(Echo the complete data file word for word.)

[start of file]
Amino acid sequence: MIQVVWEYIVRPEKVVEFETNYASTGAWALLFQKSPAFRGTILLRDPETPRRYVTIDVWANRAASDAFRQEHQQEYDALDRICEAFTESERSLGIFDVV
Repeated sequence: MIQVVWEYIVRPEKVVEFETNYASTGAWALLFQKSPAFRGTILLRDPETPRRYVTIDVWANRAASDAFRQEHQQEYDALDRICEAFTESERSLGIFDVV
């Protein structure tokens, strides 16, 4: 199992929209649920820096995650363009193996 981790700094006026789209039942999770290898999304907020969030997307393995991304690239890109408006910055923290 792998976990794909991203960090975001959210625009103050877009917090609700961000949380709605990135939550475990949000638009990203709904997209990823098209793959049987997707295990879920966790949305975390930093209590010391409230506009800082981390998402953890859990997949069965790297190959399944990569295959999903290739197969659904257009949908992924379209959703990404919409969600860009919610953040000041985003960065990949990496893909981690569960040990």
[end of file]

Amino acid sequence: MIQVVWEYIVRPEKVVEFETNYASTGAWALLFQKSPAFRGTILLRDPETPRRYVTIDVWANRAASDAFRQEHQQEYDALDRICEAFTESERSLGIFDVV
Repeated sequence: MIQVVWEYIVRPEKVVEFETNYASTGAWALLFQKSPAFRGTILLRDPETPRRYVTIDVWANRAASDAFRQEHQQEYDALDRICEAFTESERSLGIFDVV
């Protein structure tokens, strides 16, 4: 199992929209649920820096995650363009193996 981790700094006026789209039942999770290898999304907020969030997307393995991304690239890109408006910055923290 792998976990794909991203960090975001959210625009103050877009917090609700961000949380709605990135939550475990949000638009990203709904997209990823098209793959049987997707295990879920966790949305975390930093209590010391409230506009800082981390998402953890859990997949069965790297190959399944990569295959999903290739197969659904257009949908992924379209959703990404919409969600860009919610953040000041985003960065990949990496893909981690569960040990």